€8m boost for smart agriculture robots

March 09, 2021 // By Nick Flaherty
€8m boost for smart agriculture robots
The four year Robs4Crops project aims to help farmers overcome labour shortages with robotic systems managed by a digital twin

An €8m European project led by Wageningen University in the Netherlands aims to create an ecosystem of autonomous agricultural vehicles to address the shortage of labour across the continent.

The four year Robs4Crops project aims to convert existing agricultural vehicles to robotic operation, with smart tools, autonomous vehicles, and a farming control system basedon a digital twin of the farm.

Growers all over Europe report a shortage of labour as a result of the  Covid-19 pandemic. Fields of fruit and vegetables were not harvested because thousands of seasonal workers were unable to travel to work due to the virus. This has created signficant interest in smart agriculture systems. 

This marks the beginning of a structural change in the agri-food sector. At the moment, robotics is still only used sparingly as stand-alone units rather than as part of a complete, innovative robotic system. From a non-technical point of view, agricultural robots do not fit well with current farming practice and are not supported by a network.

“The agricultural sector is very sensitive to the costs and scarcity of labour and it is critical to make cultivation methods more efficient and sustainable. Robs4Crops provides a breakthrough in revitalizing the European food and agriculture industry and the essential 'catalyst' in accelerating and adopting high tech robotics and automated techniques in agriculture,”  said Dr Frits van Evert, Senior researcher at Wageningen University & Research and project coordinator of Robs4Crops.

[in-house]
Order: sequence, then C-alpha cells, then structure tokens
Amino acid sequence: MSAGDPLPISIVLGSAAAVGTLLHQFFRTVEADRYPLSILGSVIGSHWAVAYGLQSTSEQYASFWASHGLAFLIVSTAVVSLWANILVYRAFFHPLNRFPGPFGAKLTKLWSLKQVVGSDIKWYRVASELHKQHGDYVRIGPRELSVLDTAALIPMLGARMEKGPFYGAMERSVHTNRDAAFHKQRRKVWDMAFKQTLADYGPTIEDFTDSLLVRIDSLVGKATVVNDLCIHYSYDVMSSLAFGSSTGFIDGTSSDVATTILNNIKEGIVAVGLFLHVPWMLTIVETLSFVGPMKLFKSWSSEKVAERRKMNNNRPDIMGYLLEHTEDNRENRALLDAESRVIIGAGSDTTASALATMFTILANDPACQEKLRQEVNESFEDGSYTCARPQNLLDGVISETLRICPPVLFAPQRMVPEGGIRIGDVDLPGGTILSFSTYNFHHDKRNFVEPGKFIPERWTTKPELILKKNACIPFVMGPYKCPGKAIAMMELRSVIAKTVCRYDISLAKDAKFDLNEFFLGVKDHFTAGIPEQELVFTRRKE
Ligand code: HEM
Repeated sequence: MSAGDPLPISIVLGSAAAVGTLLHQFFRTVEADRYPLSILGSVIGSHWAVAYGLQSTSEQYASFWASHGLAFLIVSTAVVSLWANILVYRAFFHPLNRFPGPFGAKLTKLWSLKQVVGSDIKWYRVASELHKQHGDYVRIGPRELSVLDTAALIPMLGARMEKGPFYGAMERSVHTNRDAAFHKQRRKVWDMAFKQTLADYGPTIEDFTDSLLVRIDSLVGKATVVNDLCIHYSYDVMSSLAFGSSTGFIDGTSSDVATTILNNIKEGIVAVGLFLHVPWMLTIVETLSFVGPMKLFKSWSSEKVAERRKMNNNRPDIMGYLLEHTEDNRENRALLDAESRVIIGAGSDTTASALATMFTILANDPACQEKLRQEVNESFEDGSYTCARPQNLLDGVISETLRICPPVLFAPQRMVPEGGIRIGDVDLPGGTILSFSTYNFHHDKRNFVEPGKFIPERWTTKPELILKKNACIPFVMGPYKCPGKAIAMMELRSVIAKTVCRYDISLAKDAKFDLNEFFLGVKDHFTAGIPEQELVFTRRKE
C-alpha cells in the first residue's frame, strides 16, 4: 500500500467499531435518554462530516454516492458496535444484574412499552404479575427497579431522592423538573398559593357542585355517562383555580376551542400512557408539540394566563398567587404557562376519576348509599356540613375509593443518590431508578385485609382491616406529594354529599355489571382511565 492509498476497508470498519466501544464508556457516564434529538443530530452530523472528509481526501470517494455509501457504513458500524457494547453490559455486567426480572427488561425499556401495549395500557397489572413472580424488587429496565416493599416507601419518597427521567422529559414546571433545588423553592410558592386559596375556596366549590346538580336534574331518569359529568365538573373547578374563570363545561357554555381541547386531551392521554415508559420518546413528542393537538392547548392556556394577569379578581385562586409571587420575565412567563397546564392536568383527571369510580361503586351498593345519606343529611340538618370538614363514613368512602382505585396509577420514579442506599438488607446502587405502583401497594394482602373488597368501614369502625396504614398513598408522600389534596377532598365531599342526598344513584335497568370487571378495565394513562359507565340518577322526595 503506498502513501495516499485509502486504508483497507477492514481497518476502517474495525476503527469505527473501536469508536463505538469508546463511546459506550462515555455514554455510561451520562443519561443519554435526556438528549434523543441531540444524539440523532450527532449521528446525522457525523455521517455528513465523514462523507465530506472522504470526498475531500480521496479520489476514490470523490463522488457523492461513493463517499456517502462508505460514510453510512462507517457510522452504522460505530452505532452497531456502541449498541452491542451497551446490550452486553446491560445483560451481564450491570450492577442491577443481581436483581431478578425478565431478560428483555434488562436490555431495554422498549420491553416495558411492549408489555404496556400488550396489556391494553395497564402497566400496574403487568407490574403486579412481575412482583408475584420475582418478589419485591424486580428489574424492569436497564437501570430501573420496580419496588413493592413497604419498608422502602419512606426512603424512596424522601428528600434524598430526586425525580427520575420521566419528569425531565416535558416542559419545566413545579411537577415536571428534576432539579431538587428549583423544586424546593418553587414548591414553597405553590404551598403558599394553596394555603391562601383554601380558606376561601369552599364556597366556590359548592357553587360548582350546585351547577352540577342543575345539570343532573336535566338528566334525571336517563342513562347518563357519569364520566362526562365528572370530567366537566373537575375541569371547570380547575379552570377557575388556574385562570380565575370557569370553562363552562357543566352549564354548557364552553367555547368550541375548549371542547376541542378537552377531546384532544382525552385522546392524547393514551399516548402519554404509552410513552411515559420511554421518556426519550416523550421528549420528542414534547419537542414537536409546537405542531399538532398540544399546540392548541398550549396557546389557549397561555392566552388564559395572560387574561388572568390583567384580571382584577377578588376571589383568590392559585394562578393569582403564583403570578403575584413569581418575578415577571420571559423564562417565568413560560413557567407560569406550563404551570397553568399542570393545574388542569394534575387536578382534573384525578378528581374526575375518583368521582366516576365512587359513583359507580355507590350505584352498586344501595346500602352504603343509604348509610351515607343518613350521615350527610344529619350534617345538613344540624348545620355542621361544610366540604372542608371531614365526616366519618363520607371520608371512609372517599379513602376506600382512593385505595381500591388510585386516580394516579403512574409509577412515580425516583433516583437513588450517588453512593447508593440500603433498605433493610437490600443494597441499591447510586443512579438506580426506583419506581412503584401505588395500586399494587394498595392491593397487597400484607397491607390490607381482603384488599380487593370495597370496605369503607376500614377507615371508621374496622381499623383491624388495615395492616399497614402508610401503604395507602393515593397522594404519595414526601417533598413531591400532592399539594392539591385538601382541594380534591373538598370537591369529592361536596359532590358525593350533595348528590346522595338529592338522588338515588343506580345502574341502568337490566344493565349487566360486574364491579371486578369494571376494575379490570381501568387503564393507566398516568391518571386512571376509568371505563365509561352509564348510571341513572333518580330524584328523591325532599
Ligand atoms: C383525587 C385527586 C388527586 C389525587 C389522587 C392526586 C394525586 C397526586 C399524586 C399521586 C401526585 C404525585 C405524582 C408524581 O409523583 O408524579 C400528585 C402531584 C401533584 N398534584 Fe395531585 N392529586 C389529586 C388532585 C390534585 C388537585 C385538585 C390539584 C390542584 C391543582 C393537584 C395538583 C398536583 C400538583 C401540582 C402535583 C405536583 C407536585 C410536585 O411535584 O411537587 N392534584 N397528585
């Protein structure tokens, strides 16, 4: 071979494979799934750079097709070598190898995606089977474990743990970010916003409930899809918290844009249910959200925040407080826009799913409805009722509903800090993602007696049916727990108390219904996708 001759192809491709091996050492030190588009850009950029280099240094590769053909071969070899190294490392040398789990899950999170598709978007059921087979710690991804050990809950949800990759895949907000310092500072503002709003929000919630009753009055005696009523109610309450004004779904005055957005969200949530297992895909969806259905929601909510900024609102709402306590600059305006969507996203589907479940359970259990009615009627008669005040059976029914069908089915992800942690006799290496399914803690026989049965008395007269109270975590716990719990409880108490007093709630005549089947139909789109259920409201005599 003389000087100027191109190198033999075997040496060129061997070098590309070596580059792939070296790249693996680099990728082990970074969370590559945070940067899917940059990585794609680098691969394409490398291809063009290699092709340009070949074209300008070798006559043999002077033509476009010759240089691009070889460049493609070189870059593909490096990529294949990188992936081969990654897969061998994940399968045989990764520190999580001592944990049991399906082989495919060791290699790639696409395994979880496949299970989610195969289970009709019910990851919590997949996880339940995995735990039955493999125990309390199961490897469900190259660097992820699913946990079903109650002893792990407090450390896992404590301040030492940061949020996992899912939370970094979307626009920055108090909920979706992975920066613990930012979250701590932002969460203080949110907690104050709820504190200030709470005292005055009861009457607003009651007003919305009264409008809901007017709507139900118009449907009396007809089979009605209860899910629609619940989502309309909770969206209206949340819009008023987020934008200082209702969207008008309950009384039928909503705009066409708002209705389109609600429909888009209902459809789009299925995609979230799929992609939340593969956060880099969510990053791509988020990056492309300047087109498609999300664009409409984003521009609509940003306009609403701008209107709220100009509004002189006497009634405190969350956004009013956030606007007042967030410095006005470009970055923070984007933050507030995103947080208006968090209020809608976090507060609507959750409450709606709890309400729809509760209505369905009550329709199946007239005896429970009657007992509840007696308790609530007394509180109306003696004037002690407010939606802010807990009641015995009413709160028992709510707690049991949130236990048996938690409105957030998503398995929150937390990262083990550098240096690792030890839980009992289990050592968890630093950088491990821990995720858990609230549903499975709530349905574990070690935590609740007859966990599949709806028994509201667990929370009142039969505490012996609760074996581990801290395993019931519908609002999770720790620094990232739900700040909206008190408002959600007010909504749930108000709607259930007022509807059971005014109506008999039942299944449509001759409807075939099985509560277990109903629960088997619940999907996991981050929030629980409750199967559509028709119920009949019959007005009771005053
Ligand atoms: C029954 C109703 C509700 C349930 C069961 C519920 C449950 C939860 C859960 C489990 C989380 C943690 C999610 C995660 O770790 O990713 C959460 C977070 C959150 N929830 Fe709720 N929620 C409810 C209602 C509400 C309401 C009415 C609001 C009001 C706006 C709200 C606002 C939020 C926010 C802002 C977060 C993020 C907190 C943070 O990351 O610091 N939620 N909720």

The project will address the technical challenges by creating a robotic farming solution consisting of the three elements. Existing agricultural implements and tractors will be upgraded so that, together with existing farming robots, they can function as parts of a robotic system. Development and testing will take place on the ground, in real operating conditions, in four countries and in close collaboration with stakeholders.

The key is using existing equipment, reducing initial investment, and by addressing maintenance, insurance, financing and training options. Regulations, robo-ethics and socio-economic impact

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